IP 2=I 11+I 12+I 2  (2)

Here, I11 is the current flowing toward the NMOS transistor N59 and I12 is the current flowing toward the NMOS transistor N11.

Since IP2 is the same in Equations 1 and 2, and I11 and I12 are always constant, the current I2 flowing through the PMOS transistor P21 is reduced. Accordingly, since the amount of electric charges accumulated in the first storage unit N55 is reduced, the offset between the duty rate control signals DCC and DCCB is changed.

Therefore, the duty cycle can be controlled, by appropriately adjusting the amount of electric charges accumulated in the first storage unit N55 and the second storage unit N59, using a combination of the up control signal UP and the respective switching control signals CNTL1, CNTL2, and CNTLN or using a combination of the down control signal DN and the respective switching control signals CNTL1, CNTL2, and CNTLN.

Accordingly, if a duty error is generated in the DLL 200 including the duty cycle correction circuit 230, the duty cycle of the reference clock signal CLK is exactly 50%, regardless of the duty error generated in the clock buffer 130 and/or the duty cycle correction circuit 230.

As described above, according to the present invention, in the case where a duty error is generated in a DLL including a duty cycle correction circuit, a debugging time of the DLL or a system including the DLL can be minimized.

Also, the DLL including the duty cycle correction circuit, according to the present invention, can easily control its duty cycle.

While the present invention has been particularly shown and described with reference to exemplary embodiments thereof, it will be understood by those of ordinary skill in the art that various changes in form and details may be made therein without departing from the spirit and scope of the present invention as defined by the following claims.

Referenced by
Citing PatentFiling datePublication dateApplicantTitle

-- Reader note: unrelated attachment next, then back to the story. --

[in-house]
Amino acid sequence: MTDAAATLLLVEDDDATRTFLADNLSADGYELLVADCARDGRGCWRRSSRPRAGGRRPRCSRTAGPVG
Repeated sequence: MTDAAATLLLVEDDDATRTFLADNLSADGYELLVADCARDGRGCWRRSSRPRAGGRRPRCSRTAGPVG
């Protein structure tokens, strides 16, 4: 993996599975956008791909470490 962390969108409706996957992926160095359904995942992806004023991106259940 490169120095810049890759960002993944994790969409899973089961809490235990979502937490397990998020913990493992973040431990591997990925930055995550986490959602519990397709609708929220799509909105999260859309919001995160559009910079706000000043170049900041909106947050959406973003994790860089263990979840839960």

US7317341Dec 29, 2005Jan 8, 2008Hynix Semiconductor, Inc.Duty correction device
US7538701Jun 9, 2007May 26, 2009Cosmic Circuits Private LimitedSystem and method for improving dynamic performance of a circuit
US7548104Jun 10, 2007Jun 16, 2009Cosmic Circuits Private LimitedDelay line with delay cells having improved gain and in built duty cycle control and method thereof
US7570181Jun 10, 2007Aug 4, 2009Cosmic Circuits Private LimitedMethod and system for input voltage droop compensation in video/graphics front-ends
US7570191Jun 10, 2007Aug 4, 2009Cosmic Circuits Private LimitedMethods and systems for designing high resolution analog to digital converters
US7675333Jun 10, 2007Mar 9, 2010Cosmic Circuits Private LimitedMulti-phase delay locked loop with equally-spaced phases over a wide frequency range and method thereof
US7821436Jun 9, 2007Oct 26, 2010Cosmic Circuits Private LimitedSystem and method for reducing power dissipation in an analog to digital converter
US8294498 *Jun 13, 2011Oct 23, 2012National Chung Cheng UniversityClock de-skewing delay locked loop circuit
US20120112810 *Jun 13, 2011May 10, 2012National Chung Cheng UniversityClock de-skewing delay locked loop circuit
Classifications
U.S. Classification327/158
International ClassificationH03K5/156, H03L7/081, H03L7/00
Cooperative ClassificationH03L7/0812, H03K5/1565
European ClassificationH03L7/081A, H03K5/156D
Legal Events
DateCodeEventDescription
May 31, 2011FPExpired due to failure to pay maintenance fee
Effective date: 20110410
Apr 10, 2011LAPSLapse for failure to pay maintenance fees
Nov 15, 2010REMIMaintenance fee reminder mailed